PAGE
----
Second Thought: Wednesday, January 19, 2005
The Fading Light of Freedom

The world turns ’round and basic rights need defending again.


Sometimes I wonder if the free speech movement on the University of Texas campus ever really happened. Sometimes I wonder if the handsome, fervent young student orator in overalls and railroad cap, Dick Reavis, called down to us thousands lost without our President, working-class young men and women heeding the eloquent reasoned call for justice. Or the spring of 1970, when Nixon’s police state turned guns on the students at Kent State. The year professors all across America closed down the universities and sent the students out to protest that cruel and immoral war — I was one of those college teachers at Iowa State University. We said “no” to the killings in Vietnam; we said “no” to the National Guard that shot us down on campus.
I remember when the world spun around, when Allen Ginsberg chanted to ten thousand students, faculty, and friends at Iowa State. I remember Allen’s peaceful plea for harmony. “Some have entered into consciousness. Some have not,” he said, explaining the hatred and the young men dead or back home crippled in their souls and bodies as well. There are those, the poet said, who feel compassion for the poor and the homeless, the hungry illegal immigrant, the people in Vietnam slashed and burned and chemically poisoned. Now the Iraqi people are being killed and poisoned. And the American poor people, prisoners tortured and humiliated for illegal drug addictions while millions of middle-class Prozac junkies buzz off to work.
There are those who have entered into consciousness. The gentle honest folks at schools who teach the children with intelligence and love. The men and women who teach Sunday school, the blues singers crying for hope in honky-tonks and clubs. Hip-hop poets with words of unity and truth holding together, the legions of immigrant bands — all the people. Those of us dismissed or never hired because we choose the poet’s freedom road. Those of us in blue jeans and work shirts — those who own neither suit nor tie nor shiny new Lexus.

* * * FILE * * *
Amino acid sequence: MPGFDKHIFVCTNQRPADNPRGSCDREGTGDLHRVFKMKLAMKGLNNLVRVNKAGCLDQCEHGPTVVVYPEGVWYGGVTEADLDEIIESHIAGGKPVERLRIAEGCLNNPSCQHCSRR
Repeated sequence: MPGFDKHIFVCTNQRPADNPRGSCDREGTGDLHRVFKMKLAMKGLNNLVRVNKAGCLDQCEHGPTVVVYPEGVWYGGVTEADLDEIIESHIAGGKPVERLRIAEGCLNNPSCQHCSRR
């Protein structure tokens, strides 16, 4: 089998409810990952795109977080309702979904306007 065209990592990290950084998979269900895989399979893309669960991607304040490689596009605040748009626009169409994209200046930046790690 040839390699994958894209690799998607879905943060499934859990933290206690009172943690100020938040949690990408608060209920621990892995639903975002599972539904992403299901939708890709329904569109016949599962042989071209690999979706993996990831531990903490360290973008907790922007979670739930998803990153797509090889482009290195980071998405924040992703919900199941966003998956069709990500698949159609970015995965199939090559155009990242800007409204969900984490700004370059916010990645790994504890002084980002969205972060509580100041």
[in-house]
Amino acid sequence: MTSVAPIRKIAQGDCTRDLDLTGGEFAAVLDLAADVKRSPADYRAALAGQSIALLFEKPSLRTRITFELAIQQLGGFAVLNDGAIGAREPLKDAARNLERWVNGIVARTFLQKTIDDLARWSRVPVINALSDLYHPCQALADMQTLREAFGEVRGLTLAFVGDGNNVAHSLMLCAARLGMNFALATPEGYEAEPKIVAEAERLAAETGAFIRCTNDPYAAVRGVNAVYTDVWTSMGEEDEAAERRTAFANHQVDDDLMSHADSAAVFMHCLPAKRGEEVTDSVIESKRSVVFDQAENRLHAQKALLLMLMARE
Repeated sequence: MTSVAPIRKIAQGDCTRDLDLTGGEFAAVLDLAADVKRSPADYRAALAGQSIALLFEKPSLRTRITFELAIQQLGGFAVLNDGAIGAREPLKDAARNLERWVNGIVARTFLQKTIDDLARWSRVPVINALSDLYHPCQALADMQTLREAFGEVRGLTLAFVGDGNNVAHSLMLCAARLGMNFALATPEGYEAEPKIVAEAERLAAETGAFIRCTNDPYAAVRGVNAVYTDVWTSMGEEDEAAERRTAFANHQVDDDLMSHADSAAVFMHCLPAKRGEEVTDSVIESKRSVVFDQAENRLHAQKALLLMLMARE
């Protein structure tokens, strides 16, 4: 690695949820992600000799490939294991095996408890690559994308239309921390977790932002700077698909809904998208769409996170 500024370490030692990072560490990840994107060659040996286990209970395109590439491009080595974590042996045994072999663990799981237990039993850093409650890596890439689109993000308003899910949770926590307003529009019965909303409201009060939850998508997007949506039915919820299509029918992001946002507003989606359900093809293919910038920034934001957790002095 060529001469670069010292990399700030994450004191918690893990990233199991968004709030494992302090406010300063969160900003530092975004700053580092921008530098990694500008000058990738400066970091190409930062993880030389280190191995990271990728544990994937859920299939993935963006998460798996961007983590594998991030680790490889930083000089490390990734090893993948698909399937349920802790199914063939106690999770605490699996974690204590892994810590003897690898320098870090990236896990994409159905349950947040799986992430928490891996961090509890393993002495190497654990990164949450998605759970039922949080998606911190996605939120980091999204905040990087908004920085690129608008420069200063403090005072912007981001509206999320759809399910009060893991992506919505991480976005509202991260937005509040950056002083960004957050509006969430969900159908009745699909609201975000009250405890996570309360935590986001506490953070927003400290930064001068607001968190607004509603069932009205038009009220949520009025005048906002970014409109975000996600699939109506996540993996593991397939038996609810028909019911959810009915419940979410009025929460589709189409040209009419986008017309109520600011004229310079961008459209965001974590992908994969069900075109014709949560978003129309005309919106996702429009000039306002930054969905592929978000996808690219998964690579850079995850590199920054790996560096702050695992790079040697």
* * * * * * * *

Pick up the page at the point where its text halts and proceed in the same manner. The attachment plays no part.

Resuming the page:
My heart has always been with the poor, the barely paid, the servants, and the carpenters who scramble for gold dust sifting down from the rich man’s leather purse. Men, women, and children scrubbing their houses, vacuuming their stolen Saddam Hussein palace rugs. Poor people, soldiers young and old, lovers and mothers and fathers all fighting for freedom — the freedom of the college professor to teach Leninism, to examine the ideas of Karl Marx, to examine the root causes of the Russian Revolution, to analyze and evaluate, to study and understand all manner of knowledge for the common good of the people.
The freedom to offer political discourse. The freedom to speak out against tyranny — the poets like Lorca who’ve been killed, their voices silent, their words alive in the books, in the collective memory. Dare I teach Lorca’s revolution in the name of the poor and the dispossessed? Dare I teach about Clarence Darrow’s passionate defense of I.W.W. labor leader Big Bill Haywood? Dare I teach about old Mother Jones who walked defiantly down the streets of Denver to demand the freedom of the United Mine Workers to organize? Dare I say that Wal-Mart enslaves its employees and destroys the very free-enterprise fabric of America? Dare I offer any educated and thoughtful analysis of this mad stolen America — this land of the free with more men and women jailed than in any civilized country in the world? More people in jail here than in Red China, former communist threat and now our trading partner and friend, once the feared Great Bear, now the maker of most of our clothes. Dare I teach the students to think for themselves? Dare I ask them to honor the process of fair-minded thoughtfulness? Dare I stand as a teacher, as a man, and ask my students to seek to understand their government? Dare I ask them to remain vigilant against foolish tyrants who send the poor off to war to fight for freedom and democracy when they never enjoy those blessings at home? And dare I ask again, plaintively, after all these years, “War, what is it good for?”
On Dec. 16, 2004, I was removed from my job teaching English at Tarrant County College — the result of a student’s complaint about my showing of the film Fahrenheit 9-11. Freedom of speech — what is it good for?
Kendall McCook taught English at Tarrant County College for two and a half years.

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